- Diane Sanfilippo | New York Times bestselling author of "Practical Paleo" and "The 21-Day Sugar Detox" | Home of the Balanced Bites Podcast - http://balancedbites.com -

FAQs: What are dense carb sources on a Paleo diet?

Posted By Charissa Talbot On August 19, 2011 @ 9:00 PM In Carbohydrates,exercise,FAQs,Featured,Paleo and Primal,Vitamins and Minerals | 62 Comments

I’ve decided to start a bit of a series of FAQ posts since it seems like a good idea to get some of these questioned answered up in writing to share with my readers, and for you all to share with others who likely ask the same questions of you.

So, here we go… starting it off with one I’ve gotten a few times this week alone:

Where Will I Get My Carbs From on a Paleo Diet?

Well, we know you’re NOT getting them from grains (whole, half or otherwise!), bread, pasta, bagels, tortillas, cereal (that’s right, no oats!), beans, quinoa, rice (for the most part, though some people may do okay with a little white rice here or there), crackers, cookies, baked goods or other grain-laden and typically highly processed foods.

So, where WILL you get carbs from?

Below are some handy charts of some popular and wonderfully nutrient-dense sources. Note that these are not complete, extensive lists of carbohydrate sources from plants. That would take FOREVER to compile and the point of this post is to present you with a good handful of options that I found to be the highest per serving of carbohydrates using http://nutritiondata.self.com/ as a resource. Is that an ideal resource? Possibly not. Is it the one that we have most easily available and can likely rely on to be pretty darned accurate? Yes. Go ahead and search their database if you’re interested in finding out more about your favorite go-to vegetable or fruits. I recommend comparing 100g servings as a calibration, then look to a 1-cup serving for something of a more practical measure in your daily life.

I created these lists primarily for those of you out there who are athletes or who are looking to put on some weight with adding calories and carbs. That’s not to say that carbs will make you “fat,” don’t misunderstand. However, for many people, increased carbohydrate intake seems to increase their appetite as well as the physiological response of insulin, our storage hormone for nutrients. This doesn’t generally support a strong weight-loss effort, however, for fueling athletic activities, as noted below, increased carbohydrate intake is often recommended, and I would like for people to have a resource so that they’re not falling back on processed, refined foods and grain/legume products for their carb sources.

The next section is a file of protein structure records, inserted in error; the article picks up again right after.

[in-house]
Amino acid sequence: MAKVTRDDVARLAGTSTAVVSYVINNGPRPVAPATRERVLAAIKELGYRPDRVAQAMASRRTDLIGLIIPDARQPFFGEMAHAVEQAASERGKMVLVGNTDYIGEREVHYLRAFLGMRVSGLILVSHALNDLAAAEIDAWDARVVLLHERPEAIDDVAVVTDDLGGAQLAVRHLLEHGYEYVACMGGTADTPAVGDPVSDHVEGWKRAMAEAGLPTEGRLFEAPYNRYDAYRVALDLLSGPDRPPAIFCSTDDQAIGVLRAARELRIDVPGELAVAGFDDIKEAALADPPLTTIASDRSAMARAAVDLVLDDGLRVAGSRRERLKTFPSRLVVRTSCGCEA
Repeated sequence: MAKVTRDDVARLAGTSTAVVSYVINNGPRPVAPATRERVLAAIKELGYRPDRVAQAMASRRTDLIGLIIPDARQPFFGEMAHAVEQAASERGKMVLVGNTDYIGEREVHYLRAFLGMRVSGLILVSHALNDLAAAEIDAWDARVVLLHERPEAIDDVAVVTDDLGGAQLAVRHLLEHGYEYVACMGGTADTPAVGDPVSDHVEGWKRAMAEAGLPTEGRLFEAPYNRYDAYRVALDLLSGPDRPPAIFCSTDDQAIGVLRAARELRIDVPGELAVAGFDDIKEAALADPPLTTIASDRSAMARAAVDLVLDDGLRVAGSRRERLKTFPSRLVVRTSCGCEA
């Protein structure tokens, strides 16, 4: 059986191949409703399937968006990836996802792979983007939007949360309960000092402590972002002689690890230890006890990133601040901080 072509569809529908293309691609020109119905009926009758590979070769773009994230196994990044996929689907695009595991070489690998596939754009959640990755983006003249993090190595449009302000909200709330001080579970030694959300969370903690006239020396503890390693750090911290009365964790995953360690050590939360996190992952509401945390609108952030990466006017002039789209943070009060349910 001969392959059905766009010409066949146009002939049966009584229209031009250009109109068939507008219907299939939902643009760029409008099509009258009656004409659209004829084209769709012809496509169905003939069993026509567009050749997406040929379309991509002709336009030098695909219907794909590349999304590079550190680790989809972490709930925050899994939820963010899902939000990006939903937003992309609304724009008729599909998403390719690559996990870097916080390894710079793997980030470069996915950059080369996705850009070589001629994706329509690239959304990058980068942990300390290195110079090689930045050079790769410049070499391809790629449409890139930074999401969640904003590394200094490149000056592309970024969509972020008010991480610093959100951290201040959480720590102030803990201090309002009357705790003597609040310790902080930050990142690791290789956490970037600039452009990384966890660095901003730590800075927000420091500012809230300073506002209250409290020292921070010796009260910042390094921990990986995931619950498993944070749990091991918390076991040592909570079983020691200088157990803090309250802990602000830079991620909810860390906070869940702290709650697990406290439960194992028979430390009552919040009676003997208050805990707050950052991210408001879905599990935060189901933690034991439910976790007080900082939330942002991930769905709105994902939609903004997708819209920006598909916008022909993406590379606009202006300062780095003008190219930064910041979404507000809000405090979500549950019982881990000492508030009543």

Click here to download my Paleo Carb Sources PDF guide, featured in Practical Paleo.


These are highly recommended for post-workout glycogen replacement to your muscles after CrossFit or HIIT style training or longer, endurance-based training. 

ItemCHO g per 100g servingFiber g per 100g servingCHO g per 1cup servingPortion Size NotesOther Notable Nutrients
cassava382781c= 206gVitamin C, Thiamin, Folate, Potassium, Manganese
taro root355461c= 132gVitamin B6, Vitamin E, potassium, manganese
plantains312481c= 154g (slices)Vitamin A, Vitamin C, Vitamin B6, Folate, Magnesium, Potassium
yam274371c= 136g (cubed)Vitamin C, Vitamin B6, Manganese, Potassium
white potato, peeled221271c= 122gNot much very high, some Vitamin C
sweet potato213581c= 328g (mashed)Vitamin A, Vitamin C, Vitamin B6, Potassium, Manganese, Magnesium, Iron (non-heme), Vitamin E
parsnips174271c= 178g (sliced)Vitamin C, Manganese.
lotus root163191c= 120g (sliced)Vitamin C.
acorn squash154311c= 205gVitamin C.
onion101211c= 210g (chopped)Vitamin C, Potassium.
beets102171c= 170g (sliced)Folate, Manganese.
carrots103131c= 128g (chopped)Vitamin A, Vitamin K,
butternut squash10 -221c= 205gVitamin A, Vitamin C
jicama (raw)95121c= 130g (slices)Vitamin C.
kohlrabi71121c = 165gVitamin C, Vitamin B6, Potassium, Copper, Manganese
spaghetti squash6191c= 155gNot very many. 


These are recommended for pre-workout glycogen storage and as glycogen replacement to your muscles post-workout if you’ve completed a longer, endurance-based training session. These are not ideal for post-workout of standard CrossFit or HIIT style training.

(Note: Most dried fruits will be pretty high in carbs, I only featured raisins and dates here, but search others to find their values as I wanted to provide more fresh fruit options for you.)

ItemCHO g per 100g servingFiber g per 100g servingCHO g per 1cup servingPortion Size NotesOther Notable Nutrients
raisins7941311c= 165g (packed)Iron (non-heme), Potassium, Copper, Manganese
dates75718**1 dateVitamin B6, Potassium, Copper, Manganese,
persimmon33-8**1 fruitVitamin C, Iron (non-heme)
banana23327**1 medium bananaVitamin C, B6, Potassium, Manganese.
mango172281c= 165g (sliced)Vitamin C, Vitamin A, Vitamin B6
pear15328**1 medium pearVitamin C, Vitamin K.
apple14225**1 medium appleNot very much- a little Vitamin C.
pineapple131211c= 165g (chunks)Vitamin C, Manganese
peach10115**1 medium peachVitamin A, Vitamin C.


What are some of your favorite ways to prepare some of the above-listed, Paleo-friendly carbs?

Check out some of my Paleo carbs recipes:

Pumpkin Pancakes from Practical Paleo

Sweet Potato Pancakes

Pumpkin Soufflé

Carrot Pumpkin Spice Muffins

Pumpkin Cranberry Muffins

Roasted Winter Squash with Coconut Butter

Butternut Squash Soup

Buttery Turnip Purée

Click here to download my Paleo Carb Sources PDF guide, featured in Practical Paleo.

Article printed from Diane Sanfilippo | New York Times bestselling author of "Practical Paleo" and "The 21-Day Sugar Detox" | Home of the Balanced Bites Podcast: http://balancedbites.com

URL to article: http://balancedbites.com/2011/08/paleo-diet-carbs.html

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